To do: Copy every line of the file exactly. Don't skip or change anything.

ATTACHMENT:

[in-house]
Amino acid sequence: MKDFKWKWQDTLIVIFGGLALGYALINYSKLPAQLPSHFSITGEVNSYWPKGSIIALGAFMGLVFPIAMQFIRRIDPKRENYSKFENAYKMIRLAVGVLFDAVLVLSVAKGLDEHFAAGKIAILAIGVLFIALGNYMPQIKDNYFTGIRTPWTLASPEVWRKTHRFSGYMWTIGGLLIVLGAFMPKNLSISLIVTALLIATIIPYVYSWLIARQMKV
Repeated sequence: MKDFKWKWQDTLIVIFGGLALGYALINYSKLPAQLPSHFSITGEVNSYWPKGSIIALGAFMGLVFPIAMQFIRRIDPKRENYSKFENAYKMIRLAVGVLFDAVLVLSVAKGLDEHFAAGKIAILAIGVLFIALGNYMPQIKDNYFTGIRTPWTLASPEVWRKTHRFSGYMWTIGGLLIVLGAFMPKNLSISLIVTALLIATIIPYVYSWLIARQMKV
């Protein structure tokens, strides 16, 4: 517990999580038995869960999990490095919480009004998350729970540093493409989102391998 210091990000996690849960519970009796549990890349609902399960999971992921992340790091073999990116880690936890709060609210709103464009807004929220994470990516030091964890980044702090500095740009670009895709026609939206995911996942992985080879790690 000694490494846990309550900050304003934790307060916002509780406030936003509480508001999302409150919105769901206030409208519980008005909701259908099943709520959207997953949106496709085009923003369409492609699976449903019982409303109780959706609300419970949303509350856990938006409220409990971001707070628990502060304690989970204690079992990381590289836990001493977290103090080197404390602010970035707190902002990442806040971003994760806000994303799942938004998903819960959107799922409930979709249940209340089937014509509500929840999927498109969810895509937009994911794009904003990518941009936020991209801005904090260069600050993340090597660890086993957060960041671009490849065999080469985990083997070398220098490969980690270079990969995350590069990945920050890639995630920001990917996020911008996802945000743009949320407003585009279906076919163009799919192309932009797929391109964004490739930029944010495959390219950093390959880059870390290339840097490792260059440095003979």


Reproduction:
[in-house]
Amino acid sequence: MKDFKWKWQDTLIVIFGGLALGYALINYSKLPAQLPSHFSITGEVNSYWPKGSIIALGAFMGLVFPIAMQFIRRIDPKRENYSKFENAYKMIRLAVGVLFDAVLVLSVAKGLDEHFAAGKIAILAIGVLFIALGNYMPQIKDNYFTGIRTPWTLASPEVWRKTHRFSGYMWTIGGLLIVLGAFMPKNLSISLIVTALLIATIIPYVYSWLIARQMKV
Repeated sequence: MKDFKWKWQDTLIVIFGGLALGYALINYSKLPAQLPSHFSITGEVNSYWPKGSIIALGAFMGLVFPIAMQFIRRIDPKRENYSKFENAYKMIRLAVGVLFDAVLVLSVAKGLDEHFAAGKIAILAIGVLFIALGNYMPQIKDNYFTGIRTPWTLASPEVWRKTHRFSGYMWTIGGLLIVLGAFMPKNLSISLIVTALLIATIIPYVYSWLIARQMKV
């Protein structure tokens, strides 16, 4: 517990999580038995869960999990490095919480009004998350729970540093493409989102391998 210091990000996690849960519970009796549990890349609902399960999971992921992340790091073999990116880690936890709060609210709103464009807004929220994470990516030091964890980044702090500095740009670009895709026609939206995911996942992985080879790690 000694490494846990309550900050304003934790307060916002509780406030936003509480508001999302409150919105769901206030409208519980008005909701259908099943709520959207997953949106496709085009923003369409492609699976449903019982409303109780959706609300419970949303509350856990938006409220409990971001707070628990502060304690989970204690079992990381590289836990001493977290103090080197404390602010970035707190902002990442806040971003994760806000994303799942938004998903819960959107799922409930979709249940209340089937014509509500929840999927498109969810895509937009994911794009904003990518941009936020991209801005904090260069600050993340090597660890086993957060960041671009490849065999080469985990083997070398220098490969980690270079990969995350590069990945920050890639995630920001990917996020911008996802945000743009949320407003585009279906076919163009799919192309932009797929391109964004490739930029944010495959390219950093390959880059870390290339840097490792260059440095003979």